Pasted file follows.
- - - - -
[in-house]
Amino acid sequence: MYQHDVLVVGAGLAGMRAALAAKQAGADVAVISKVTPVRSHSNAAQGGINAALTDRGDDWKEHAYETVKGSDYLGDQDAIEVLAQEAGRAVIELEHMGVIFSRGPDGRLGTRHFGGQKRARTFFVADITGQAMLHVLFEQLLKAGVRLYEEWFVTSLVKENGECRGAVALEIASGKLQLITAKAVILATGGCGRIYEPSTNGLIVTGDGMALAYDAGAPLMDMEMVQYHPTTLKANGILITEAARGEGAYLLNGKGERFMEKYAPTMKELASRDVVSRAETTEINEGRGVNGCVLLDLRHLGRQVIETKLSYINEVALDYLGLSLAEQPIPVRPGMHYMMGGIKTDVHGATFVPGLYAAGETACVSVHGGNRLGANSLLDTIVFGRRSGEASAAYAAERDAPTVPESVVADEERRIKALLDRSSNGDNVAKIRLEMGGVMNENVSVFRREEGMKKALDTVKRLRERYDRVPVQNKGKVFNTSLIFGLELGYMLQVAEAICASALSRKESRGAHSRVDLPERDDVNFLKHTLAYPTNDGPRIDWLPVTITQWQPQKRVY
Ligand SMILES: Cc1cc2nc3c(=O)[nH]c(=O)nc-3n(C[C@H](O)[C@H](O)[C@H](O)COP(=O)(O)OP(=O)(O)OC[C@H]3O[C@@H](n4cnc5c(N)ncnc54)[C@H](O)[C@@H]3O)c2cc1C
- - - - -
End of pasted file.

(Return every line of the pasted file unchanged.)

[in-house]
Amino acid sequence: MYQHDVLVVGAGLAGMRAALAAKQAGADVAVISKVTPVRSHSNAAQGGINAALTDRGDDWKEHAYETVKGSDYLGDQDAIEVLAQEAGRAVIELEHMGVIFSRGPDGRLGTRHFGGQKRARTFFVADITGQAMLHVLFEQLLKAGVRLYEEWFVTSLVKENGECRGAVALEIASGKLQLITAKAVILATGGCGRIYEPSTNGLIVTGDGMALAYDAGAPLMDMEMVQYHPTTLKANGILITEAARGEGAYLLNGKGERFMEKYAPTMKELASRDVVSRAETTEINEGRGVNGCVLLDLRHLGRQVIETKLSYINEVALDYLGLSLAEQPIPVRPGMHYMMGGIKTDVHGATFVPGLYAAGETACVSVHGGNRLGANSLLDTIVFGRRSGEASAAYAAERDAPTVPESVVADEERRIKALLDRSSNGDNVAKIRLEMGGVMNENVSVFRREEGMKKALDTVKRLRERYDRVPVQNKGKVFNTSLIFGLELGYMLQVAEAICASALSRKESRGAHSRVDLPERDDVNFLKHTLAYPTNDGPRIDWLPVTITQWQPQKRVY
Ligand SMILES: Cc1cc2nc3c(=O)[nH]c(=O)nc-3n(C[C@H](O)[C@H](O)[C@H](O)COP(=O)(O)OP(=O)(O)OC[C@H]3O[C@@H](n4cnc5c(N)ncnc54)[C@H](O)[C@@H]3O)c2cc1C